When you create a company, you can either use the default Articles of Association (the rules which sit behind your company) or create your own bespoke Articles of Association. If you use the default, these are called the Model Articles.
Recent case law has exposed the ambiguity surrounding the Model Articles in relation to a sole director’s ability to make decisions on behalf of the company on his/her own. In Re Active Wear Limited  EWHC 2340 (Ch), the High Court ruled that the appointment of administrators by a sole director of a company with Model Articles was valid, contrary to the High Court’s earlier decision in the case Re Fore Fitness Investments Holdings Limited  EWHC 191 (Ch).
Background – Re Active Wear vs Re Fore Fitness
In both cases, the High Court had looked closely at the wording of Model Articles 7 and 11 in relation to a sole directors’ ability to make decisions on behalf of the company.
Model Article 7(2) provides that where a company only has one director and the company’s articles do not require the company to have more than one director, the general rule will not apply. Instead, the sole director can “take decisions without regard to any of the provisions of the articles relating to directors’ decision-making”.
Further to this, Model Article 11(2) states that the quorum (minimum number of directors) for board meetings “may be fixed from time to time by a decision of the directors, but it must never be less than two, and unless otherwise fixed it is two”.
However, if the total number of directors at the time is less than the required quorum i.e. just the one, no decision must be made by the directors other than decisions relating to the appointment of further directors (Model Article 11(3)).
In Re Fore Fitness, a question had arisen about the validity of a notice served by the company of a counterclaim. At the time, the company had a sole director and the articles were based on the Model Articles but with some modifications. Of particular significance was the inclusion of bespoke article 16, which required that at least two directors were present at board meetings to constitute a quorum.
Re Active Wear, on the other hand, was concerned with the validity of the appointment of company administrators, a decision that had been taken by a sole director using the out-of-court route under paragraph 22, Schedule B1 of the Insolvency Act 1986. Here, the company had adopted unmodified Model Articles and had always had a sole director.
The Decision | Sole Directors
In Re Fore Fitness, the High Court agreed that the provisions outlined in the company’s articles required at least two directors to satisfy the quorum for directors’ (board) meetings. The inclusion of bespoke article 16 along with Model Article 11(2) had set this quorum and subsequently prevented the sole director from being able to rely on Model Article 7(2). As a result, the sole director was not authorised to serve notice of the counterclaim, and thus the counterclaim was declared void.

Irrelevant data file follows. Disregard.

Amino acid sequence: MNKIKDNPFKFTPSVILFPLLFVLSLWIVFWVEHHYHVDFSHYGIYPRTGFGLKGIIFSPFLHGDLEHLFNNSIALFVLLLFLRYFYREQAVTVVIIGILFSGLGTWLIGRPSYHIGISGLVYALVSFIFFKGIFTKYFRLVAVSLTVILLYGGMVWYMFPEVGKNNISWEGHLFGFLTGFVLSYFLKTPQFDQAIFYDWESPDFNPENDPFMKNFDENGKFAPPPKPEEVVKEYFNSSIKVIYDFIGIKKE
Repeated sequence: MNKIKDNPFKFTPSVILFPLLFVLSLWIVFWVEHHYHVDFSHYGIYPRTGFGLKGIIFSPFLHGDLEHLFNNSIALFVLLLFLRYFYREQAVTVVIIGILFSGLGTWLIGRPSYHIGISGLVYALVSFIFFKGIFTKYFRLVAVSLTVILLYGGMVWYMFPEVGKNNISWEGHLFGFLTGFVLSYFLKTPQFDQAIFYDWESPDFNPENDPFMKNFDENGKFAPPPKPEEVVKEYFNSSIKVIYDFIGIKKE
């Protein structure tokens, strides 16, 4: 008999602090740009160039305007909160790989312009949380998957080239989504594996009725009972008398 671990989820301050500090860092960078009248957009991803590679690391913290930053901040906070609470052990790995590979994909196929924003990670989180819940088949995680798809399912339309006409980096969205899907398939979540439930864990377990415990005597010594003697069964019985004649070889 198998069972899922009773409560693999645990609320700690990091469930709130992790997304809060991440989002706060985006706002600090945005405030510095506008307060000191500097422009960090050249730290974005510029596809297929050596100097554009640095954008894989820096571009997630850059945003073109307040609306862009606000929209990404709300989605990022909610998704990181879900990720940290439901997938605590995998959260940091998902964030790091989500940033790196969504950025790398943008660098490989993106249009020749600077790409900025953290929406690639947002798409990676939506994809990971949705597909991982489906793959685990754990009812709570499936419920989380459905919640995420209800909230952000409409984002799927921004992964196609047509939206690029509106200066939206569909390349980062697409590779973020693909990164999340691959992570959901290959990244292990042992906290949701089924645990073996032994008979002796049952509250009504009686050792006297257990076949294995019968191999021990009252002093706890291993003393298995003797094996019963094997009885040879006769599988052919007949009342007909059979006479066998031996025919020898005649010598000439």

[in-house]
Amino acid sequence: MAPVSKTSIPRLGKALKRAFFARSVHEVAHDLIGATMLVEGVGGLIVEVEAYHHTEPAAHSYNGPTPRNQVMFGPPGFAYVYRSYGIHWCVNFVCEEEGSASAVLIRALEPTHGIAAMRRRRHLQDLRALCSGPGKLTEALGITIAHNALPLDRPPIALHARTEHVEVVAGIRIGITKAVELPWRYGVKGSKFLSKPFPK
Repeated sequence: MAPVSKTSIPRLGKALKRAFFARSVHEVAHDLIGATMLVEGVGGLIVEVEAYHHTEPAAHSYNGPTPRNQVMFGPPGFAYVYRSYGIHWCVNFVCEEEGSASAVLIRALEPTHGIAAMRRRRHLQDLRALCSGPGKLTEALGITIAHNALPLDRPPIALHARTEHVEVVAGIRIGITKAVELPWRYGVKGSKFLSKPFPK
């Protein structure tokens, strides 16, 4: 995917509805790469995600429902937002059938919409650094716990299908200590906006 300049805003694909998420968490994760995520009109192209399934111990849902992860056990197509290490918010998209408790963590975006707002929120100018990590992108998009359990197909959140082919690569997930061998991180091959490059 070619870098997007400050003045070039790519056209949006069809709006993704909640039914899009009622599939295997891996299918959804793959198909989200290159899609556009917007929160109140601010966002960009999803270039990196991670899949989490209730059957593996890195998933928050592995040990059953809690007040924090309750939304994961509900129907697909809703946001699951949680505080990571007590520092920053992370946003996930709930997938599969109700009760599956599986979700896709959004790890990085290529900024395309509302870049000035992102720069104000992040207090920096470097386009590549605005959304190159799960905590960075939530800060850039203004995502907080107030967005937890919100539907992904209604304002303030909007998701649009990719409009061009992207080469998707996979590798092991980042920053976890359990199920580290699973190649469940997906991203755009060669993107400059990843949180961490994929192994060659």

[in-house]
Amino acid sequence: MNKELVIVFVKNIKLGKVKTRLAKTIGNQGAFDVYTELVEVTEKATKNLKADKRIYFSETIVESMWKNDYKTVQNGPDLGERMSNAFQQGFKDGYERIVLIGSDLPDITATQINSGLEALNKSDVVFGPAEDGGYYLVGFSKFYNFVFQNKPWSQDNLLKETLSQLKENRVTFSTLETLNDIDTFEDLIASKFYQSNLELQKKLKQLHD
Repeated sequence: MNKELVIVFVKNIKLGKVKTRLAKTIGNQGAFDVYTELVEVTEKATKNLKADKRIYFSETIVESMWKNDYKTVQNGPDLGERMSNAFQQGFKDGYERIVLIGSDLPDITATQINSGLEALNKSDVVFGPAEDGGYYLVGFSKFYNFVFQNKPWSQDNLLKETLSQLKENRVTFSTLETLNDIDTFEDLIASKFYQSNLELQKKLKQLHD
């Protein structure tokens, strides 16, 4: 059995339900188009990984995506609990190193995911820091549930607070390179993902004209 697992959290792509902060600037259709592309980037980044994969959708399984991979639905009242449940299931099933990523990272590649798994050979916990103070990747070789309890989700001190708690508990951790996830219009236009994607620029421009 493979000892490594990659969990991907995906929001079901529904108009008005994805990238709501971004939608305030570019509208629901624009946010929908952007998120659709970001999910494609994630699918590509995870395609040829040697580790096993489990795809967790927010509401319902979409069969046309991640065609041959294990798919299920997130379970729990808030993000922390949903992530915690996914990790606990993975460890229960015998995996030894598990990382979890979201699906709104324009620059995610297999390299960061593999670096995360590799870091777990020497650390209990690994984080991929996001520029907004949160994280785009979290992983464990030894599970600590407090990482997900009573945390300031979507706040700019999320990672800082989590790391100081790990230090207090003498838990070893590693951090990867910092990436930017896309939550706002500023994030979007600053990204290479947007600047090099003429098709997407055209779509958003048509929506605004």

In Re Active Wear, where the company’s articles were based solely on the Model Articles, the deputy judge concluded that the “unambiguous effect of article 7” was that it authorised sole directors to take decisions on behalf of the company on their own. The High Court further noted that article 11(2) had been disapplied by article 7(2) in circumstances where a company has a sole director, and no additional directors are required according to the articles.
Implications for Sole Directors
Where there is a sole director of a company with unmodified Model Articles, the judgment in Re Active Wear is welcomed as it recognises that such sole directors have the authority to take decisions relating to the company’s affairs on their own. This decision also outlines the widely adopted approach that courts take regarding the interpretation of the Model Articles and their application to companies with sole directors.
However, the deputy judge in Re Active Wear also noted the ‘tension’ between Model Articles 7(2) and 11(3) where the number of directors in a company drops to one from a higher number, and thus that article 7(2) may only apply where a company has never had more than one director. This will be of little reassurance to a company with a sole director who previously acted alongside co-directors.
Whilst the decision in Re Active Wear provides some comfort for companies with sole directors in preserving their decision-making powers, the judgment in Re Fore Fitness emphasises the limitations a sole director may face regarding their ability to take decisions on behalf of the company, particularly where the company has adopted modified Model Articles.
It is always best to have bespoke Articles of Association to ensure that a sole director can take decisions freely on their own.
If you are seeking advice or have any questions in relation to this article, you can contact our Corporate and Commercial team.